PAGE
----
This week has been a particularly difficult week in which to pick a topic for the blog. Between hurricanes, a local school tragedy, the mass shooting in Las Vegas, and dozens of current headlines, I quite frankly almost forgot to write a blog at all and have been at a loss as to what to write. It all seemed trivial or disheartening.
Sometimes it is hard to focus on regular, everyday life when so many Americans face hardship and tragedies. At the heart of education though, I believe teachers try to provide consistency and structure in a chaotic world. While it might not be just business as usual in the classroom, a school is familiar for students. If done right it means a sense of camaraderie, a place to talk and process, and a place to belong. This need for real connections with students is critical and why my high school started the year so strongly focused on building relationships. We began with greeting students at the door and developing a sense of belonging through our “webby groups.” (read more about the Character Strong webby pledge) Fostering an environment that connects individuals, promotes kindness and develops a sense of belonging is one way educators combat divisiveness and uncertainty.
All of this weighed heavy on my mind as I chose my topic for the week. I decided to stay with my original idea of that of engagement in learning and giving students a sense of control over their own education and, by extension, control of a part of their life. In this way I hope to contribute to an educator’s ability to foster a student’s desire to be present and engaged in school.
I began Independent Study Opportunities or ISOs (explained for my students here) at the start of the year to give students choice and ownership. This gives students who need enrichment an opportunity to extend their learning, while also providing those who tend to waste class time, a reason to be on task and finish work. Each ISO has a writing component with a different audience and purpose and all attempt to integrate content matter.
When creating the list of options, I tried to appeal to as many student interests as possible, yet still kept standards central to the learning goal. I even suggested that one student analyze the statistics of the winning Super Bowl quarterbacks for the last twenty-five years and write an argument as to why Tom Brady (Ugh! Go Seahawks!) was the best. Eventually, a Maker Space option will be added to the list. Next semester I also plan to add listening to a guest lecturer at one of the local universities–Gonzaga has a great list of speakers and topics, all open to the public.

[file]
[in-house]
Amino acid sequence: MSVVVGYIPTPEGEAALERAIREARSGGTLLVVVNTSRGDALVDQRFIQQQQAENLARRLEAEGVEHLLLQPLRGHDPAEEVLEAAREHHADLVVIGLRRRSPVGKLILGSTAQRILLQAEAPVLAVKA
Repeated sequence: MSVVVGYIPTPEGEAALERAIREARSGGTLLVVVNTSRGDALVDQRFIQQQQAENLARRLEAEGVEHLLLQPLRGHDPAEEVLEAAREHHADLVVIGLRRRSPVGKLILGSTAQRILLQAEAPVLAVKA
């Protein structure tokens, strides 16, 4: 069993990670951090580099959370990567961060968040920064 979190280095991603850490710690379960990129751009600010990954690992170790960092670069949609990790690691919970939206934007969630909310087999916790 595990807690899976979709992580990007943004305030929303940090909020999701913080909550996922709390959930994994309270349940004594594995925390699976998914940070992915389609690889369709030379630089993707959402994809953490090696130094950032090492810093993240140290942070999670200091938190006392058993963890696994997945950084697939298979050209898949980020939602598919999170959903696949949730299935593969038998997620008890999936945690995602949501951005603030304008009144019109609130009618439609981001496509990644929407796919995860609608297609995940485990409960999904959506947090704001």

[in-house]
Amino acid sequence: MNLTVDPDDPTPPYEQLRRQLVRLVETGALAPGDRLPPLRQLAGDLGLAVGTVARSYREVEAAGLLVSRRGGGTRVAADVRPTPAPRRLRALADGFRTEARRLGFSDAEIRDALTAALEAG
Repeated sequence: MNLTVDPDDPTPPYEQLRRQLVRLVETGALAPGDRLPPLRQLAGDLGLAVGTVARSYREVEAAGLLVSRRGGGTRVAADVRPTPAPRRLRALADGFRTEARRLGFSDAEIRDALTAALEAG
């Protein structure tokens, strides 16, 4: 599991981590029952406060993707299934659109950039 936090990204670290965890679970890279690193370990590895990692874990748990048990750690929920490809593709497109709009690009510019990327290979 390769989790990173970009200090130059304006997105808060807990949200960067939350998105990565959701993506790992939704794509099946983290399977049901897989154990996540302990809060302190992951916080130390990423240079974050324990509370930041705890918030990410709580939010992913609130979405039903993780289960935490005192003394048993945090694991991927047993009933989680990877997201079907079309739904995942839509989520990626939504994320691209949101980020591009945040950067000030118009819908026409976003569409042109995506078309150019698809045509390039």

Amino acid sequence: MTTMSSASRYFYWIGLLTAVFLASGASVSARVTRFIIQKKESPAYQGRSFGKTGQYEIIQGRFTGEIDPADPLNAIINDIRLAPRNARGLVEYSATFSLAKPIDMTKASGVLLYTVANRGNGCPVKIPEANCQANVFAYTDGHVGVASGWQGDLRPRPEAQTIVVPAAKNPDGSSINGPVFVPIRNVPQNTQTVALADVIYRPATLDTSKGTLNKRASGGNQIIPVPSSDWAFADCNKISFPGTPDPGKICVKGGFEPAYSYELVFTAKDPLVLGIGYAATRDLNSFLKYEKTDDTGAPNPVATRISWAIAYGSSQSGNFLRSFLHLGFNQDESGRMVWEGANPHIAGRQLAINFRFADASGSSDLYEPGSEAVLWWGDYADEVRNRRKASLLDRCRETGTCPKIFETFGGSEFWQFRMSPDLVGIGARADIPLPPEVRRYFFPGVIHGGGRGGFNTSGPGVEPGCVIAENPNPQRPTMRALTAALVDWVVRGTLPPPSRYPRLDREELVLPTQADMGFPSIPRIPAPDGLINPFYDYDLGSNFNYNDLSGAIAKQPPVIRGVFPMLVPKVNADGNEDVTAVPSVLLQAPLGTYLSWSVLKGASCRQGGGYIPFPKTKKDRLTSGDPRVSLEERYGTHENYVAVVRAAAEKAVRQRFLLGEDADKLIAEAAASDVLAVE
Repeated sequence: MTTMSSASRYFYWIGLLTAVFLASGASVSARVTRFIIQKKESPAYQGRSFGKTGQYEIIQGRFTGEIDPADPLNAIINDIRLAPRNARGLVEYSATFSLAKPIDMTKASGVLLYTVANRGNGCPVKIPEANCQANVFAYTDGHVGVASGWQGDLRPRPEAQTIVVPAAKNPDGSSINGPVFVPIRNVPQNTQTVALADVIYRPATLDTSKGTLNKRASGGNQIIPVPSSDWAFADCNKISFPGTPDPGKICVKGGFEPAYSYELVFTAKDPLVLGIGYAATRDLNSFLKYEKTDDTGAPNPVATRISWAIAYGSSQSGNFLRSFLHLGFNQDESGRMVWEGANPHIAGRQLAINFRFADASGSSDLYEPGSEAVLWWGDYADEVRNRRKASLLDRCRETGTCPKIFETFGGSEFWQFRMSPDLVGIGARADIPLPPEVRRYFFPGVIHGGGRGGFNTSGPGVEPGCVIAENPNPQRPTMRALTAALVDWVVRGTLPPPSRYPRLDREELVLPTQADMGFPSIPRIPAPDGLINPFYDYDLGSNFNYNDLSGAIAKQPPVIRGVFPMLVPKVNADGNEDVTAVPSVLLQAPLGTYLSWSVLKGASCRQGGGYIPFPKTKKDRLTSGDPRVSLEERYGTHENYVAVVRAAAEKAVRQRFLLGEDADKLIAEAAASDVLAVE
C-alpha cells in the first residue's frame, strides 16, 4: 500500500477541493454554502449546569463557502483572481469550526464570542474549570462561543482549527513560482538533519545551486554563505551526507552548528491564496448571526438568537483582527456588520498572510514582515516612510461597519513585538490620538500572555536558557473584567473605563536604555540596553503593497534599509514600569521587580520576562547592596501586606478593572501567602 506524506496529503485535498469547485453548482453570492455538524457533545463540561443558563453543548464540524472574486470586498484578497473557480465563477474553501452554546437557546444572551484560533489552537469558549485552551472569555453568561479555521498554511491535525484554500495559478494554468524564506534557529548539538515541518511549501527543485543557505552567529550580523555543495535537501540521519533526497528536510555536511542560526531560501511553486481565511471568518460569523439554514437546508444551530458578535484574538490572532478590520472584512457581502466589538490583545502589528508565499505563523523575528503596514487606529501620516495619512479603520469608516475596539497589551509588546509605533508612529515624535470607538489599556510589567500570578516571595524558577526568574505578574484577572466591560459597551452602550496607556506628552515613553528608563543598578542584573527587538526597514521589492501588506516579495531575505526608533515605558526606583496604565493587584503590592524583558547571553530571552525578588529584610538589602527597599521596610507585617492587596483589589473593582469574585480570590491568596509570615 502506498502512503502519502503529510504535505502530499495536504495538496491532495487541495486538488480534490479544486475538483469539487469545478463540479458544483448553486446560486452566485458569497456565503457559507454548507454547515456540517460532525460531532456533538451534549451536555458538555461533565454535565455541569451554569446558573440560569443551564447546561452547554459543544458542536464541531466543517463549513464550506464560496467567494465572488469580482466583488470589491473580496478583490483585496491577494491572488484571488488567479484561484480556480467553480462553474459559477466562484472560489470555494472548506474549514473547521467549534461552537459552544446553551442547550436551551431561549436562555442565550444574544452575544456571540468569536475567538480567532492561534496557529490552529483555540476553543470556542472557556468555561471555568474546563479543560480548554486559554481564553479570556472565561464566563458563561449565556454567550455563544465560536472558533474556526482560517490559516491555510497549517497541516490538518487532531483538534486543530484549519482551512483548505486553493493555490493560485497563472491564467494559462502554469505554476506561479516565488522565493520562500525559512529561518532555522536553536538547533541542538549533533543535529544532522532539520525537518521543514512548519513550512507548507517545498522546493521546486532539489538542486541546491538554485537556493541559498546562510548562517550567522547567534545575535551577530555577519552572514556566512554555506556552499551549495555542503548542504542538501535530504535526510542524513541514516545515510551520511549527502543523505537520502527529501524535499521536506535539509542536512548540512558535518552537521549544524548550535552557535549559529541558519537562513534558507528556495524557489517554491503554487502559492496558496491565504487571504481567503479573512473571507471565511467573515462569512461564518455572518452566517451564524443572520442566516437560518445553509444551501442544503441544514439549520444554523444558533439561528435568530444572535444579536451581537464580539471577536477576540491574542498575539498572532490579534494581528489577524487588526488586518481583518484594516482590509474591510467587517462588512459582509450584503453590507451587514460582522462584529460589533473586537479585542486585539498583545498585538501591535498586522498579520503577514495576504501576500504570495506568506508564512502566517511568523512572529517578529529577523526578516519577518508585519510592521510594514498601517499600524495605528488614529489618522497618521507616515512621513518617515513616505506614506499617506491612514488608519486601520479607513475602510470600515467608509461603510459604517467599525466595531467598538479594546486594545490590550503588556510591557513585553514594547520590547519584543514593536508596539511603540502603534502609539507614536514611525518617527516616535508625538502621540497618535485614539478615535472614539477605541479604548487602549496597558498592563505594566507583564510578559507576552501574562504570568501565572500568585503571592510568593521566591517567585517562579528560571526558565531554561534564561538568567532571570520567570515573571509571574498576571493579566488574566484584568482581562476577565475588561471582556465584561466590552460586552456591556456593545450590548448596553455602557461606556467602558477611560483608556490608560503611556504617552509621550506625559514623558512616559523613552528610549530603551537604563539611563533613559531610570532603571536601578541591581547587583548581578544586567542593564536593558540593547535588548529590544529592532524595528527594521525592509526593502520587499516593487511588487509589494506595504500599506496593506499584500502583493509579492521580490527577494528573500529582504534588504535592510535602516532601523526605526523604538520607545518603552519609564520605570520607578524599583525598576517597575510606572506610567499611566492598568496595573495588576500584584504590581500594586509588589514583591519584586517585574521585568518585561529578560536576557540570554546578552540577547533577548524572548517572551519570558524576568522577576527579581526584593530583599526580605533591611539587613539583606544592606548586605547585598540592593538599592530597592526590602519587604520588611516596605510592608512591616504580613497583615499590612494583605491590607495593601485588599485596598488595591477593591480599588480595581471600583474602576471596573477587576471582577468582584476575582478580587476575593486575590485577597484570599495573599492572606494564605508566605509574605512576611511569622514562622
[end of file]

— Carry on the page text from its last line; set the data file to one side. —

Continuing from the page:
20 ISO options briefly explained (only the primary ELA Common Core standard is provided):
- A fictional short story, edited (CCSS W3)
- Create a “How to Succeed in High School” guide (CCSS W6)
- Multiple pamphlets designed for and promoting an activity of your choosing, i.e. FFA (CCSS W6)
- Create A How to Make _______ guide (CCSS W4)
- Design a website that is a study guide for another class (CCSS W6)
- Research a science topic of your choice, create a vlog on your topic (CCSS SL5)
- Spending time coding, write about your experience and reflect on the importance of coding (CCSS W2)
- Write a collection of poetry (CCSS W3)
- Find a problem people face, solve it (Design/Invent/Theorize) (CCSS W7)
- Illustrate a short story or some other reading from class (CCSS RL 5 and 9)
- Design a home using an online computer program of your choice for a character of your choice (CCSS RL 3)
- Write a blog series (CCSS W6)
- Read a book of your choosing and create a study guide (CCSS RL 1-5)
- Read a book of your choosing and test the science of the book (CCSS RI 8)
- Design/Create an app with a function that helps students in one of your classes, explain the process (CCSS W2)
- Research a historical event that interests you, write a historical fiction piece (CCSS W3)
- Research and create a physical fitness guide for a specific audience (kids, elderly, etc.) (CCSS W7)
- Create a photography collection that has a theme, write about the theme and your work (CCSS RL2)
- Read a book of your choosing and create a soundtrack that matches the book’s themes and characters, explain each song’s relevance (CCSS RL2)
- Design an ISO
Students have the opportunity to choose a project as frequently as once a quarter to complete in exchange for swapping out three to five similar assignments. I use standards based grading so the project should align with the standards that each individual needs to improve.
The projects must be completed after regular school assignments are finished or as homework. Daily work must meet a certain standard before they can move on to their ISO because learning is not a checklist of assignments. My general education classes have no assigned homework, but students can, and do, choose to work on ISOs at home.
I look forward to seeing the first set of finished projects because of the commitment students have shown toward their work.
What do you do in your class to encourage choice? In what ways do you offer enrichment?
I enjoy working with teachers to pool our collective ideas and talents.To fill my teaching bucket in this way, I participate in the ESD 101 ELA Fellows, lead a community of practice for Bridge to College and enjoy working with the CorelaborateWa teachers.
I am in my twelfth year teaching; two doors down the hall, my husband is in his second year as an AgEd teacher and FFA adviser . Our two young daughters, 8 and 5, keep us crazy-- I mean busy--as we juggle 4-H, dance, basketball, t-ball and more.
Latest posts by Jennifer Hargrave (see all)
- Making Every Minute Count: A Schedule to Support Student Achievement - December 27, 2017
- Career and College Readiness in a Small School - November 1, 2017
- Student Choice and Enrichment: Independent Study Opportunities - October 4, 2017